It’s Halloween! Wearing your costume out in public and to your job is generally frowned upon as unprofessional in the workplace, but I suppose it depends on your job. However, there are plenty of ways to express your spooky, costumed spirit without showing up at the office dressed as a sexy dinosaur.


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Film director Jevan Chowdhury fell in love with what he calls “cine-dance” in 2010. That year, he directed a short film for an art project commissioned by the dance company East London Dance, in conjunction with West Stratford City: a shopping center in the East London town of Stratford. The film, Dancing Voices, is a five-and-a-half-minute exploration into the many cultures, styles and people that make up the ELD. The dancers perform in public spaces around London, these places include: the Eastbury Manor House in Barking and Dagenham; the Trinity Buoy Wharf in Tower Hamlets; and The View Tube near Queen Elizabeth Olympic Park. Voices was released in 2011 and in the three years since, Chowdhury has been busy directing and editing a series of short films that once again feature dance prominently in his vision.  (more…)

The underground of any city is fascinating. It reveals layers of history, things thought discarded or tucked away. It contains the underbelly of the city’s infrastructure. While the catacombs of New York City, Paris and other cities may be the most Halloween-esque for today’s holiday, we thought it would be fun to round up some of the city’s most interesting vaults. Instead of bodies and bones, these are subterranean spaces deliberately set aside for storing important and precious items. What is most interesting is the range in types of vaults here in New York City (no, money doesn’t make everything go around here, even though it might seem like it).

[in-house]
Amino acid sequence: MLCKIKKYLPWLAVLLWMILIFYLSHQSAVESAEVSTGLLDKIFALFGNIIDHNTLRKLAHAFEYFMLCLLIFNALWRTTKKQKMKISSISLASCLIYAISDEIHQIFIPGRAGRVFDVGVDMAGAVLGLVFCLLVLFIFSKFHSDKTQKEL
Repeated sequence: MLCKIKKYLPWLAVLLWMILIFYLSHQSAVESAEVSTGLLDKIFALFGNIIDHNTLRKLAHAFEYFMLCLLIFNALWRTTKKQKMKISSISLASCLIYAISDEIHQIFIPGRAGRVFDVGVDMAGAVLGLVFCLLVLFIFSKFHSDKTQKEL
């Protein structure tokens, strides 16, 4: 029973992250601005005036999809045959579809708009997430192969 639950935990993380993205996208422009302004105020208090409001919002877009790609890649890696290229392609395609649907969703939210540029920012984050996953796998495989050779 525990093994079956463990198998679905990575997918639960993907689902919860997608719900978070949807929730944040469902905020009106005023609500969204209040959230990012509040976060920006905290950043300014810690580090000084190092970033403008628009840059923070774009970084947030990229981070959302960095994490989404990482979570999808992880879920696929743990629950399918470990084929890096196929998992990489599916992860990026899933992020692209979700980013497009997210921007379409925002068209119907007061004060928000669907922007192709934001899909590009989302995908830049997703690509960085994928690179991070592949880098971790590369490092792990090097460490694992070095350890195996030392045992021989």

1. The Federal Reserve Gold Vault

1-Federal-Reserve-gold-new york-untapped cities-wesley yiinSource: Open Currency


Steinway Piano Factory in Astoria

Here’s what the Untapped staff is reading in the HQ today:

Today’s most popular articles: 10 of the Best Noodle Soups in NYC from Ramen to Hand-Pulled Noodles10 Hidden Apartments in NYC & ParisInside the Newly Renovated United Nations Complex in NYC

There’s a lovely video spreading around the internet called Paris / New York, so well done you don’t realize it’s an ad for British Airways until the very end. Of course, it takes on a city duality comparison already heavily explored from Varham Muratyan’s influential illustrated series Paris v. New York: A Tally of Two Cities, to our own Parisians v. New Yorkers live drawing event at the French Embassy with illustrator David Cessac. Time lapse videos in Paris are also popular fare–with Luke Shepard’s groundbreaking one, Le Flâneur, a few years back. But, who doesn’t love a video of Paris and New York City all together? So, here are three! But first, some striking screen shots of the video, via Fubiz.


Over the last six weeks, The New York Times has presents a video series called “Living City,”explaining New York City’s infrastructure and making it more accessible to the public. By bringing in MTA and city officials, anthropologists, architects, historians, artists, writers, and regular New Yorkers, these short documentaries by Melanie Burford and Greg Moyer of Blue Chalk are generating real interest in urban issues. Here’s as recap of the five videos, explaining where the city’s trash goes, how the steam system works, the development of the 2nd Avenue subway line, rebuilding after Hurricane Sandy, and the story of the Tappan Zee Bridge.